Wednesday, June 13, 2012


As a long-time affiliate of the Human Potentials Movement (a now-faded term), I have regarded our species as a glass half full, with plenty of unrealized potentials for development and maturation.  This hopeful view of our human condition opposes the Judeo-Christian premise that humankind is fundamentally flawed, evil by nature, and destined for damnation—unless redeemed by Supernatural Grace.

Perhaps, though, that latter, glummer view of human nature is more credible, given our collective intractability and general failure over the centuries to wise up appreciably.  Even so, we have grown far smarter.  Our knowledge, our sciences, have advanced marvelously as we probe both the planet and the universe, physically and theoretically.  But are we now better people?

What would that mean?  That, I believe, is our most essential, urgent question to examine: What is a good human being—as fully developed and realized as possible—and how is such growth to be cultivated?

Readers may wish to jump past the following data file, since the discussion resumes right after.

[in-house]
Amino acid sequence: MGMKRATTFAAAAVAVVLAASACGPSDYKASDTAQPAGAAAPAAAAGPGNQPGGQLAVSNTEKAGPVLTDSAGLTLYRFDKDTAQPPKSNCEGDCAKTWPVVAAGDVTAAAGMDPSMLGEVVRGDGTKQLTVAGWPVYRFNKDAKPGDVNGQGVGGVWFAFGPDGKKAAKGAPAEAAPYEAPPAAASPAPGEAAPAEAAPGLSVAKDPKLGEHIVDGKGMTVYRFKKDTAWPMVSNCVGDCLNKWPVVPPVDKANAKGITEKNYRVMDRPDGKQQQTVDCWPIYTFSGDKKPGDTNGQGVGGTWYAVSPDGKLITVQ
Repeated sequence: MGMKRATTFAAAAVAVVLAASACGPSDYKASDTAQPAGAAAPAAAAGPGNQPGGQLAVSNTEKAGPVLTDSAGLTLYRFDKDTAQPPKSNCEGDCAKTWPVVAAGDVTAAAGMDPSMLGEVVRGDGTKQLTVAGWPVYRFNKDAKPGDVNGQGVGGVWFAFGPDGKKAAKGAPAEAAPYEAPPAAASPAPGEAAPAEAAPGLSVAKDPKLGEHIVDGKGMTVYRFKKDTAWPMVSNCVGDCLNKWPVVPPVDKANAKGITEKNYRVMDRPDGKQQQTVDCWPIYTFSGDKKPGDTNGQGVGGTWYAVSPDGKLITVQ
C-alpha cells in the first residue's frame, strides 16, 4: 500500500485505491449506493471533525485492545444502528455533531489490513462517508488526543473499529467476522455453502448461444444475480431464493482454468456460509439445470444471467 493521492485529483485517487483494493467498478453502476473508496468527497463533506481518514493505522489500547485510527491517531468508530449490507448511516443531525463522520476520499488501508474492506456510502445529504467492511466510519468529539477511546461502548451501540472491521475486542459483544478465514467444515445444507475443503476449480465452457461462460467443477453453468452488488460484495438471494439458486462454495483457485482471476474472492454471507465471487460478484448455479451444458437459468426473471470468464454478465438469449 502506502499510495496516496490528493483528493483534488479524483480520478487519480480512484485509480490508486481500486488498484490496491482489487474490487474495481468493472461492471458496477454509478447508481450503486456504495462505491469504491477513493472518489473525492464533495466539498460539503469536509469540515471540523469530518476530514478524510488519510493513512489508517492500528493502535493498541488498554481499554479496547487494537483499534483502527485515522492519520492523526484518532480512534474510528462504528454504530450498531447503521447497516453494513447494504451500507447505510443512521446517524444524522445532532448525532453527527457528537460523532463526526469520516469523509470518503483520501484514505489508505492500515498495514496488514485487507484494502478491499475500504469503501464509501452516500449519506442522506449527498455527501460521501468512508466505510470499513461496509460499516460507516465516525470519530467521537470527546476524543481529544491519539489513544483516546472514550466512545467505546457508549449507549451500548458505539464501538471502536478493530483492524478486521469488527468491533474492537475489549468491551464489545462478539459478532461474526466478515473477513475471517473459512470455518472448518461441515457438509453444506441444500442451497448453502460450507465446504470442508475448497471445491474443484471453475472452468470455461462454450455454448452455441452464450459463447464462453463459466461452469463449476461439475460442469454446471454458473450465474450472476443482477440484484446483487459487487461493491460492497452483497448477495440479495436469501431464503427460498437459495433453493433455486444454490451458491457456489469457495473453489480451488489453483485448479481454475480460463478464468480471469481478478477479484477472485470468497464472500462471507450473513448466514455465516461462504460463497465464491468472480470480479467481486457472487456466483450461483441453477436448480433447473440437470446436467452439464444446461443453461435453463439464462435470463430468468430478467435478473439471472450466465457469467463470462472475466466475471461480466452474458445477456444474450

The best beginning, I think, is to present examples of highly-accomplished human beings and to examine and promote their routes to achievement: what defines them as well-developed, and how they grew into that condition.

While such procedures have been used effectively with respect to particular talents, skills and aptitudes (as for music, math or mechanics), what’s imperative now is facing the holistic challenge of cultivating ethical discernment and discretion to produce autonomously well-behaving people.

The human potential most necessary to realize is that of acting wisely.